Reuters is reporting that the US House has passed a bill that would allow mobile phone users to unlock their devices and use them on competitors’ wireless networks without repercussions, making the once ‘gray-area’ practice completely legal.
Before you get too excited, however, there are a few big asterisks. First, for the bill to be written into law it must also be approved by the Senate, which could take years or never happen. And two, the bill contains an exclusion for ‘bulk unlocking.’
“The U.S. House of Representatives passed a bill on Tuesday that would give mobile phone users the right to “unlock” their devices and use them on competitors’ wireless networks, although Senate action was uncertain.
The House approved the bill easily, by a 295-114 vote, although some Democrats had pushed back against what they said was a last-minute Republican maneuver to change the legislation.
It is not known whether the Senate will consider the bill.”
The exclusion of ‘bulk unlocking’ was said to be a last-minute change by the Republicans, who argued that it wouldn’t prevent the bulk sale of previously unlock phones, but Democrats called the modification a”poison pill” for consumer advocates.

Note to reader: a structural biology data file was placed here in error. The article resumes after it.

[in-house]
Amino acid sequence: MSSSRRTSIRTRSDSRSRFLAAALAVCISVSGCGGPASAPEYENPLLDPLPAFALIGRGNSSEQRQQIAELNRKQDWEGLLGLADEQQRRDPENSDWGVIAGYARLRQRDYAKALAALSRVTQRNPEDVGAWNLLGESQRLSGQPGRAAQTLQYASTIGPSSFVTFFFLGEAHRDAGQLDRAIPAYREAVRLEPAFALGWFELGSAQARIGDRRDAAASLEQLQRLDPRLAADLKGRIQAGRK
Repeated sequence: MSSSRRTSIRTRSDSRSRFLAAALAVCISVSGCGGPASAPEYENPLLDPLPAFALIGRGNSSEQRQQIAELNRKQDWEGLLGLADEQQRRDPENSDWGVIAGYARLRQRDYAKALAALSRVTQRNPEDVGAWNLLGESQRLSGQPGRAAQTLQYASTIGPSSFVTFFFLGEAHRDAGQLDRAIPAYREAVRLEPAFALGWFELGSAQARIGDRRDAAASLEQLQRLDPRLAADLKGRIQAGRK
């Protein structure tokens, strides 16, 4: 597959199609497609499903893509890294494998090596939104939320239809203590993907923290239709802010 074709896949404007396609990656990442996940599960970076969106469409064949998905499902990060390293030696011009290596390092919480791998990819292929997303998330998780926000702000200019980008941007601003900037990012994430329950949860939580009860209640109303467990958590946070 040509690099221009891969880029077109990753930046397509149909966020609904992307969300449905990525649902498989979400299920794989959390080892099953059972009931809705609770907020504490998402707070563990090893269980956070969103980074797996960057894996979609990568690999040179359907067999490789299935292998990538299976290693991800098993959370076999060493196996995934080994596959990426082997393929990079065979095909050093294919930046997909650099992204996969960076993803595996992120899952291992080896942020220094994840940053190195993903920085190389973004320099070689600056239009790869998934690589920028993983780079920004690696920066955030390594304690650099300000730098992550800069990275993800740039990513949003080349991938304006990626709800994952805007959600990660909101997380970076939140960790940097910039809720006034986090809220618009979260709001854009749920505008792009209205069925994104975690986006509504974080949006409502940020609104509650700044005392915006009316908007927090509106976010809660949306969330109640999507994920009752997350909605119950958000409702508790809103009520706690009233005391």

The Hill has comments from Senator Polis on the bill:
“Rep. Jared Polis (D-Colo.) said he opposes the bill now because it indicates congressional opposition to the idea of allowing bulk unlocking services.”The last-minute change that was made in this bill… puts a real poison pill in this bill for consumer advocates such as myself,” Polis said. “Many consumers won’t be unlocking their phones themselves. There needs to be a market in unlocked phones.”
For those unfamiliar with the battle, up until January 27, 2013 US consumers were permitted to unlock their phones under an exemption created by the Digital Millennium Copyright Act. But that exemption expired last year, making the process illegal.
The move has been panned by consumers, who collected more than 100,00 signatures for a White House petition to make unlocking legal, as well as the FCC chairman, but until this bill was written, the issue had received very little attention in Washington.
We’ll let you know when (or if) the bill makes its way to the Senate Floor.
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